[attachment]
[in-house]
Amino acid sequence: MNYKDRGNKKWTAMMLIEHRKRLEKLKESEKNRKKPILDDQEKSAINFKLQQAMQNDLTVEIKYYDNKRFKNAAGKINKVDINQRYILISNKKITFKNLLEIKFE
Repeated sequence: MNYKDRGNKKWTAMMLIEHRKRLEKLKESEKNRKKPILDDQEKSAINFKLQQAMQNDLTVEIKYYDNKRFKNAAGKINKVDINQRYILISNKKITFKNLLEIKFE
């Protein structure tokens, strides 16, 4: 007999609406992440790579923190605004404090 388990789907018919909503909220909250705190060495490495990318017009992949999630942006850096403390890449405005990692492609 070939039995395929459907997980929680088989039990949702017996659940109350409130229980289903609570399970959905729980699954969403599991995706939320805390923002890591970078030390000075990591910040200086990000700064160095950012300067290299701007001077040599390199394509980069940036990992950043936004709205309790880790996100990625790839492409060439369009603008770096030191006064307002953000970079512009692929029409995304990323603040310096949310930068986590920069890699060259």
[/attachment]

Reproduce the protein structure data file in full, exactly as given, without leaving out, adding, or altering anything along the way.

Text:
[in-house]
Amino acid sequence: MNYKDRGNKKWTAMMLIEHRKRLEKLKESEKNRKKPILDDQEKSAINFKLQQAMQNDLTVEIKYYDNKRFKNAAGKINKVDINQRYILISNKKITFKNLLEIKFE
Repeated sequence: MNYKDRGNKKWTAMMLIEHRKRLEKLKESEKNRKKPILDDQEKSAINFKLQQAMQNDLTVEIKYYDNKRFKNAAGKINKVDINQRYILISNKKITFKNLLEIKFE
């Protein structure tokens, strides 16, 4: 007999609406992440790579923190605004404090 388990789907018919909503909220909250705190060495490495990318017009992949999630942006850096403390890449405005990692492609 070939039995395929459907997980929680088989039990949702017996659940109350409130229980289903609570399970959905729980699954969403599991995706939320805390923002890591970078030390000075990591910040200086990000700064160095950012300067290299701007001077040599390199394509980069940036990992950043936004709205309790880790996100990625790839492409060439369009603008770096030191006064307002953000970079512009692929029409995304990323603040310096949310930068986590920069890699060259």